Last Friday’s announcement that Michael Gove was moving to close the business rates tax loophole on holiday lets was generally welcomed, but some think it’s too little too late.
The target of the proposed measures is owners of second homes who say they are using them for holiday lets to claim the preferential business rates. Under new rules, says the Dept of Levelling Up, Housing & Communities (LUHC), holiday lets must be rented out for a minimum of 70 days a year to qualify for business rates and the financial advantages they bring.
It’s intended that the tax changes, which will come into force in April 2023, will protect genuine holiday lets and benefit popular holiday destinations by making second homeowners pay their fair share towards local services through council tax.
Michael Gove (right) commented, “The Government backs small businesses, including responsible short-term letting, which attracts tourists and brings significant investment to local communities.
“However, we will not stand by and allow people in privileged positions to abuse the system by unfairly claiming tax relief and leaving local people counting the cost.”
The Government will not stand by and allow people in privileged positions to abuse the system by unfairly claiming tax relief and leaving local people counting the cost.”
In response Propertymark welcomed the measure, but said that Wales and Scotland are ahead when it comes to limiting the impact of short-term lets on the private rented market, but all UK nations are still a long way off what is needed and that the proposed new law is way overdue and does little to maintain investment in the private rented sector.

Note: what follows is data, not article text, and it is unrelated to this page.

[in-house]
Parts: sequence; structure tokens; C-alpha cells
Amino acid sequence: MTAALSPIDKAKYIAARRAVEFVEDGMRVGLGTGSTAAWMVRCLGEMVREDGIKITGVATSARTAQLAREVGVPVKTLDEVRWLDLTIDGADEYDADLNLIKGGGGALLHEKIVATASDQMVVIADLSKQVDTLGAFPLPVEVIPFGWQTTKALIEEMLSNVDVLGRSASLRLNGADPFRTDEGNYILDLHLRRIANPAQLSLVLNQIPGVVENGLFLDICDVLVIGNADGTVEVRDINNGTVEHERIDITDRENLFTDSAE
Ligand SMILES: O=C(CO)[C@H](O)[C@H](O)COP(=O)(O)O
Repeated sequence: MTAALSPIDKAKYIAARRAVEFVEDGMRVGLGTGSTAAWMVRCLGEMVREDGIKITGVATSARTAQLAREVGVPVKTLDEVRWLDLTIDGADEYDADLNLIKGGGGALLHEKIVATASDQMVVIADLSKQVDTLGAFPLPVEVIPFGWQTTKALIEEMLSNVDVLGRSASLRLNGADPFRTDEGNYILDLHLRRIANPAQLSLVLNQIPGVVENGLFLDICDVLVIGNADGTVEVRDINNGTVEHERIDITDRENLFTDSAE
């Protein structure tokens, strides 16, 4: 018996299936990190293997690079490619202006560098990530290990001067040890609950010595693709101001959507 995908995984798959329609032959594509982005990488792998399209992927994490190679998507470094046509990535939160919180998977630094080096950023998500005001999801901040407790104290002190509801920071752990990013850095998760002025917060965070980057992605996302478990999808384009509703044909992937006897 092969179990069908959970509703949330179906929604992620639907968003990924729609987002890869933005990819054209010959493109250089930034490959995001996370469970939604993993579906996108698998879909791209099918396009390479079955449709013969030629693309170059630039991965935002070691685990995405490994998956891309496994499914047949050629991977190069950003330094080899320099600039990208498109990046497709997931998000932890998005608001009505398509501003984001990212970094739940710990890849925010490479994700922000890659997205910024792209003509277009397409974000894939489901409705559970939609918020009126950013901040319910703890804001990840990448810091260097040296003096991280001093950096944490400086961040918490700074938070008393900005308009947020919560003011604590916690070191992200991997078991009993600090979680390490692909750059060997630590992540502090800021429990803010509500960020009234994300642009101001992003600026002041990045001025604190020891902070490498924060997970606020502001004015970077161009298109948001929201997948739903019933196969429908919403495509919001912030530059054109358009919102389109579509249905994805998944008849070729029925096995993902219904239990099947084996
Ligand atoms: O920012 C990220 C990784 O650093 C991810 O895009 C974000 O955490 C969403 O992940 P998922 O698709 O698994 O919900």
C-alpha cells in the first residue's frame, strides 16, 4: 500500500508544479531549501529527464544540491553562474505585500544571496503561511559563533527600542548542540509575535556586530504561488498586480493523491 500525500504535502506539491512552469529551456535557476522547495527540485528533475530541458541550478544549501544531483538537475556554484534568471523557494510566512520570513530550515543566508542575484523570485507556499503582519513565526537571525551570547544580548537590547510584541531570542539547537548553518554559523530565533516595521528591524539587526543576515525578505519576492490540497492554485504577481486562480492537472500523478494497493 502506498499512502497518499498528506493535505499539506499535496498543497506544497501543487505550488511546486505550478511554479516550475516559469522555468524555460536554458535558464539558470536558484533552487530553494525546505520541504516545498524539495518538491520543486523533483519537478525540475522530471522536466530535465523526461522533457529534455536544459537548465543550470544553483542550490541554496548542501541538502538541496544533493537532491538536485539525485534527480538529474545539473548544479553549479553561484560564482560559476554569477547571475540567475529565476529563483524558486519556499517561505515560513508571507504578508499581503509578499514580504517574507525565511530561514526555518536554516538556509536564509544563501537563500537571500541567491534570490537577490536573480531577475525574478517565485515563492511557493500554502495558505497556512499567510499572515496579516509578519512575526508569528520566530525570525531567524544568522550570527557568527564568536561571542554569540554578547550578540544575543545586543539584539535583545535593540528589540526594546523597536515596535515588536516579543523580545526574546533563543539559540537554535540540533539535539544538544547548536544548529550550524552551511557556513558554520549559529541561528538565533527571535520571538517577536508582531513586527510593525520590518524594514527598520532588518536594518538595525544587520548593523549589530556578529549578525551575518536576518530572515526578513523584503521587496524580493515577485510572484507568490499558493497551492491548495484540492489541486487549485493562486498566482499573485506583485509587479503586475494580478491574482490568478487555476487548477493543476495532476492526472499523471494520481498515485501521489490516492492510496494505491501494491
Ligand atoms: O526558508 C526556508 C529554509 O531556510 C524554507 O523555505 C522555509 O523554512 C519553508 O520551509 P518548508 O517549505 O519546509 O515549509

The Scottish Government’s Local Government, Housing and Planning Committee has approved plans to implement mandatory short-term let licensing by 2024, and in conjunction with the creation of control areas, in which planning permission will be required to use a property for the purposes of a short-term let, the Scottish Government hopes to enable local authorities to better oversee and manage the short-term let industry whilst safeguarding the supply of much-needed homes in the long-term private rented sector.
The Welsh Government too has acknowledged that, in certain areas, the short-term let industry appears to be having a detrimental impact on availability in the long-term private rented sector and has responded with a number of proposals including the extension of local authority powers to apply council tax premiums and a requirement for planning consent.
In Wales, the ‘70-day’ criteria used to define a property as a short-term let for business rates purposes is already in place, and the Welsh Government is actively considering whether this threshold should be raised to ensure that only legitimate short-term let business are eligible for business rates.
Both the Welsh and Scottish governments are notably ahead of England in their approach to tackling the imbalance of short-term lets compared to private rented property.”
Daryl McIntosh, Policy Manager of devolved nations at Propertymark commented, “Both the Welsh and Scottish governments are notably ahead of England in their approach to tackling the imbalance of short-term lets compared to private rented property – but as much as these steps represent movement in the right direction, the short and long-term rented sector is still far from being a level playing field.
“Regulation of short-term lets is needed both to ensure the safety of those residing in such property, and to make the regulatory burden placed on private rented sector landlords relatively less of a disincentive to remain in the sector.
“All governments across the UK must recognise that delivering more housing of all types and tenures to ensure that sufficient homes are available for all is essential, and that simply tinkering with loopholes being exploited by a few will not solve the issues being faced by many.”